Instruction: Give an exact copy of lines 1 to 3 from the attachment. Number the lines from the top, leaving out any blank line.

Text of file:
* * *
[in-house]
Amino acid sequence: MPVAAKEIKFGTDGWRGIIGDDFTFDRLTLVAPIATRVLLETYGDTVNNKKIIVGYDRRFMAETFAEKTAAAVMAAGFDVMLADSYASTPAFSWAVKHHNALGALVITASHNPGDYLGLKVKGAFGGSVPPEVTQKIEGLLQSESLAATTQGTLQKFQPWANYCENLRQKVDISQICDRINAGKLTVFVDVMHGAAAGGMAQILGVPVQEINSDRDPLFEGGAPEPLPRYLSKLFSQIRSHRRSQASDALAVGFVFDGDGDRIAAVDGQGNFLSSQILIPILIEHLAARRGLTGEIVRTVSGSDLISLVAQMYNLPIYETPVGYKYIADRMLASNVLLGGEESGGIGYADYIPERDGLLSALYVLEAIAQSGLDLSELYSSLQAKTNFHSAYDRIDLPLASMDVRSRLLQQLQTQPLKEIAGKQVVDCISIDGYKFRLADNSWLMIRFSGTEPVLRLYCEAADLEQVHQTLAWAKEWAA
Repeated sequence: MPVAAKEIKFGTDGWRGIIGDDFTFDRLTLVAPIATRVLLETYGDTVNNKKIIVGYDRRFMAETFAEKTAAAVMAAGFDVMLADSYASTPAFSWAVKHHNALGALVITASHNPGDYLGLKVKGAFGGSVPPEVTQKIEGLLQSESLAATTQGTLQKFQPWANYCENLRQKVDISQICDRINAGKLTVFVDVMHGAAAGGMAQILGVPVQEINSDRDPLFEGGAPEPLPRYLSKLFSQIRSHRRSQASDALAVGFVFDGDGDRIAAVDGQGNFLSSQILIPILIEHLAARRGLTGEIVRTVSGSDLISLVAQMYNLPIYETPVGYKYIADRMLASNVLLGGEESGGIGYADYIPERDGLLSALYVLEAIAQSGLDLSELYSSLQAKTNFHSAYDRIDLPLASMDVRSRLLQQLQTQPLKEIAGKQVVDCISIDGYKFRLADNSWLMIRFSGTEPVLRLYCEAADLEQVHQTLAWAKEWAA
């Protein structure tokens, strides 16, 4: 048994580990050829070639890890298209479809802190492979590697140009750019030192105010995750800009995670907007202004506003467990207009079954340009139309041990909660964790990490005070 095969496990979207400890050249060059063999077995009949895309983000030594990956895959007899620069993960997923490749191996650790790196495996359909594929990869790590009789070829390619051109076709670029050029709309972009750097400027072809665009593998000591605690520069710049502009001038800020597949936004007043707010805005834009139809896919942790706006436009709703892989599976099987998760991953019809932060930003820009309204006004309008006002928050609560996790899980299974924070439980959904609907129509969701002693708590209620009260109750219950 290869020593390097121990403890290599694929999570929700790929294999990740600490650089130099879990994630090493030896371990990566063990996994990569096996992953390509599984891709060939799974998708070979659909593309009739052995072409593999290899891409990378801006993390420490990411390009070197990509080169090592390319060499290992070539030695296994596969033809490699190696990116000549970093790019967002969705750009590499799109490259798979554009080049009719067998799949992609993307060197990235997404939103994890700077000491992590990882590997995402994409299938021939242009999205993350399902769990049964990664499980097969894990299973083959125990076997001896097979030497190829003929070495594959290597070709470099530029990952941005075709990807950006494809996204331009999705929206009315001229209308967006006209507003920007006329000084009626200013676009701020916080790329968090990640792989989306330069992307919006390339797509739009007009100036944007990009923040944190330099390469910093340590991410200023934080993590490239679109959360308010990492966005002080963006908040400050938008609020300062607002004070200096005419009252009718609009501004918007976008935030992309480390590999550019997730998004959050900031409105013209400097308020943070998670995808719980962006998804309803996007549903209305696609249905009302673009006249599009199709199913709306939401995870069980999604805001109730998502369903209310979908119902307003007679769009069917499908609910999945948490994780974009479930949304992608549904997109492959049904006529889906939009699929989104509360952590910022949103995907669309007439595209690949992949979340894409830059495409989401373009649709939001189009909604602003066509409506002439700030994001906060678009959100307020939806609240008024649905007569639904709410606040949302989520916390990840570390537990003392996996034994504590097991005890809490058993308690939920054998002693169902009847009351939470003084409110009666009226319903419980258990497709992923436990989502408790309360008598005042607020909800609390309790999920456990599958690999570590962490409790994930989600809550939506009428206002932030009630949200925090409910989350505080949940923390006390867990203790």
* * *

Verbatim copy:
[in-house]
Amino acid sequence: MPVAAKEIKFGTDGWRGIIGDDFTFDRLTLVAPIATRVLLETYGDTVNNKKIIVGYDRRFMAETFAEKTAAAVMAAGFDVMLADSYASTPAFSWAVKHHNALGALVITASHNPGDYLGLKVKGAFGGSVPPEVTQKIEGLLQSESLAATTQGTLQKFQPWANYCENLRQKVDISQICDRINAGKLTVFVDVMHGAAAGGMAQILGVPVQEINSDRDPLFEGGAPEPLPRYLSKLFSQIRSHRRSQASDALAVGFVFDGDGDRIAAVDGQGNFLSSQILIPILIEHLAARRGLTGEIVRTVSGSDLISLVAQMYNLPIYETPVGYKYIADRMLASNVLLGGEESGGIGYADYIPERDGLLSALYVLEAIAQSGLDLSELYSSLQAKTNFHSAYDRIDLPLASMDVRSRLLQQLQTQPLKEIAGKQVVDCISIDGYKFRLADNSWLMIRFSGTEPVLRLYCEAADLEQVHQTLAWAKEWAA
Repeated sequence: MPVAAKEIKFGTDGWRGIIGDDFTFDRLTLVAPIATRVLLETYGDTVNNKKIIVGYDRRFMAETFAEKTAAAVMAAGFDVMLADSYASTPAFSWAVKHHNALGALVITASHNPGDYLGLKVKGAFGGSVPPEVTQKIEGLLQSESLAATTQGTLQKFQPWANYCENLRQKVDISQICDRINAGKLTVFVDVMHGAAAGGMAQILGVPVQEINSDRDPLFEGGAPEPLPRYLSKLFSQIRSHRRSQASDALAVGFVFDGDGDRIAAVDGQGNFLSSQILIPILIEHLAARRGLTGEIVRTVSGSDLISLVAQMYNLPIYETPVGYKYIADRMLASNVLLGGEESGGIGYADYIPERDGLLSALYVLEAIAQSGLDLSELYSSLQAKTNFHSAYDRIDLPLASMDVRSRLLQQLQTQPLKEIAGKQVVDCISIDGYKFRLADNSWLMIRFSGTEPVLRLYCEAADLEQVHQTLAWAKEWAA